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|Type||short-range air-to-air missile|
|Place of origin||Soviet Union|
|Manufacturer||Vympel NPO (current), Tbilisi Aircraft Manufacturing (former)|
|Weight||105 kilograms (231 lb)|
|Length||2.93 metres (9 ft 7 in)|
|Diameter||165 millimetres (6.5 in)|
|Warhead||7.4 kilograms (16 lb)|
|Engine||solid-fuel rocket engine|
|Wingspan||510 millimetres (20 in)|
R-73E: 30 kilometres (19 mi)
|All-aspect infrared homing|
The R-73 is an infrared homing (heat-seeking) missile with a sensitive, cryogenic cooled seeker with a substantial "off-boresight" capability: the seeker can "see" targets up to 40° off the missile's centerline. It can be targeted by a helmet-mounted sight (HMS) allowing pilots to designate targets by looking at them. Minimum engagement range is about 300 meters, with maximum aerodynamic range of nearly 30 km (19 mi) at altitude. The weapon is used by the MiG-29, MiG-31, Su-27, Su-34 and Su-35, and can be carried by newer versions of the MiG-21, MiG-23, Sukhoi Su-24, and Su-25 aircraft. India is looking to use the missile on their HAL Tejas. It can also be carried by Russian attack helicopters, including the Mil Mi-24, Mil Mi-28, and Kamov Ka-50/52.
The R-73 is a highly maneuverable missile and mock dogfights between USAF and German Air Force MiG-29s (inherited from the former Air Forces of the National People's Army) equipped with the R-73/helmet mounted cueing have indicated that the high degree of "off-boresight" capability of the R-73 would make a significant difference in combat. The missile also has a mechanically simple but effective system for thrust-vectoring. The R-73 prompted the development of a number of western air-to-air missiles including the IRIS-T, MICA IR, Python IV and the latest Sidewinder variant, the AIM-9X which entered squadron service in 2003.
From 1994, the R-73 has been upgraded in production to the R-73M standard, which entered CIS service in 1997. The R-73M has greater range and a wider seeker angle (to 60° off-boresight), as well as improved IRCCM (Infrared Counter-Counter-Measures). Further developments include the R-74 (izdeliye 740) and its export variant RVV-MD. Russia currently receives new improved air-to-air missiles on the basis of the R-73.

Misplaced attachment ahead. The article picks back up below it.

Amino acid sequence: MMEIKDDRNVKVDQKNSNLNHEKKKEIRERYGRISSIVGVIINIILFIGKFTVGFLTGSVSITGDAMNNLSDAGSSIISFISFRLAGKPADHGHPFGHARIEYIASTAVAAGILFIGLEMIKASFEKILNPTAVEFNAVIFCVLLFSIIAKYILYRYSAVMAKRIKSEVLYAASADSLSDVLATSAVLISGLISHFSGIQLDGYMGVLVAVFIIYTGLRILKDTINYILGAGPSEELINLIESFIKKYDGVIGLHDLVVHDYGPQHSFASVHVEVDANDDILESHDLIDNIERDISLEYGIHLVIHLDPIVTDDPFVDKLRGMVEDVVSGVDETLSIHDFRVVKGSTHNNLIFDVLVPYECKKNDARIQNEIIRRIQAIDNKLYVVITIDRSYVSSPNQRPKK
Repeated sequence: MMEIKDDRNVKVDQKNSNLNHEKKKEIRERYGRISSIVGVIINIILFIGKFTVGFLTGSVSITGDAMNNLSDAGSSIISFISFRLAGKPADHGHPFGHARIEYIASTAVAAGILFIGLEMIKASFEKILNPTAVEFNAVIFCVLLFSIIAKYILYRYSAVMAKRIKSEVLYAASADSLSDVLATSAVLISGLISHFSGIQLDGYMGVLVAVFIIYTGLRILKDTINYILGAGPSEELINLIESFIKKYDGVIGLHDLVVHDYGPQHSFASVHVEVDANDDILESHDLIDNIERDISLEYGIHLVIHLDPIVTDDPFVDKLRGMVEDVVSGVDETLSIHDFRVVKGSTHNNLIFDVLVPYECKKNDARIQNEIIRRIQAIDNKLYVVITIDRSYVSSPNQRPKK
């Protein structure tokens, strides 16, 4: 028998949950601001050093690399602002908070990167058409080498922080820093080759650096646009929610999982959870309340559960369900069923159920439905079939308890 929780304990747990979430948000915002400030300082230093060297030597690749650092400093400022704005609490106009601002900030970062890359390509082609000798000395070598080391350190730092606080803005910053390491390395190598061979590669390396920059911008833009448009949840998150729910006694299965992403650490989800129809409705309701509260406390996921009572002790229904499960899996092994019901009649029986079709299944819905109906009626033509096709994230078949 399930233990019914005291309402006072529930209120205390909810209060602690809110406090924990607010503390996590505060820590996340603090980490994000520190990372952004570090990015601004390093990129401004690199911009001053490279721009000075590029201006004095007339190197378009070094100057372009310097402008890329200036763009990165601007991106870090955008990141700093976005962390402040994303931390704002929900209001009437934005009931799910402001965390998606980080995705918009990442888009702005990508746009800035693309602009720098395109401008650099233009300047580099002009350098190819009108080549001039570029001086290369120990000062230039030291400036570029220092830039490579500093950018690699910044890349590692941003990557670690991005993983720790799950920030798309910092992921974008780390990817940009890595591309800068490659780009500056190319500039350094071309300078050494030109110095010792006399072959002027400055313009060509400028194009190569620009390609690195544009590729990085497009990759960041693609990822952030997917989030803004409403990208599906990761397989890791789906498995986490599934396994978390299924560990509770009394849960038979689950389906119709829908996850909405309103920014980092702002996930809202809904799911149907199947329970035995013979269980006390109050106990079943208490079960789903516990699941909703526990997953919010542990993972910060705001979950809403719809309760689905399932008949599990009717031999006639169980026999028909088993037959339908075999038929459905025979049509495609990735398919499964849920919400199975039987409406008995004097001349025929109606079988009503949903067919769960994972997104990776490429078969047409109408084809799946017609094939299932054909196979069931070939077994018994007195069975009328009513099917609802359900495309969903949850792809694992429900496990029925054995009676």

An improved version of the R-74, the K-74M (izdeliye 750) features fully digital and re-programmable systems, and is intended for use on the MiG-35 or MiG-29K/M/M2 and Su-27SM, Su-30MK and Su-35S. A further upgrade, known as the K-74M2 (izdeliye 760), is intended for the fifth-generation Sukhoi PAK FA aircraft. This missile has reduced cross section to fit in internal weapon bays and will match the performance of the AIM-9X and the ASRAAM. A clean sheet design, the K-MD (izdeliye 300), will supersede the K-74M2 in the future.
During the Eritrean-Ethiopian War from May 1998 to June 2000, R-73 missiles were used in combat by both Ethiopian Su-27s and Eritrean MiG-29s. It was the IR-homing R-60 and the R-73 that were used in all but two of the kills.
On 18 March 2008, a MiG-29 Fulcrum of the Russian Air Force intercepted a Georgian Elbit Hermes 450 UAV over Abkhazia. The MiG-29 destroyed the UAV with an R-73 missile. The incident was one of many that led up to the 2008 Russo-Georgian conflict.
- R-73 - Standard model with ±45° off-boresight.
- R-73M - Improved model.
- R-74 (izdeliye 740) - Improved model with ±60° off-boresight.
- RVV-MD - Export model of the R-74.
- K-74M (izdeliye 750) - Improved model with ±75° off-boresight.
- K-74M2 (izdeliye 760) - Further improved variant with reduced cross-section for the PAK FA. Intended to match the AIM-9X and ASRAAM.
- Georgia Used on Su-25KM Scorpion.
- North Korea
R-73 in front of an R-77
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- Gordon, Yefim (2004). Soviet/Russian Aircraft Weapons Since World War Two. Hinckley, England: Midland Publishing. ISBN 1-85780-188-1.
- http://www.airforce-technology.com/projects/yak_130/ 04. August 2013.[unreliable source?]
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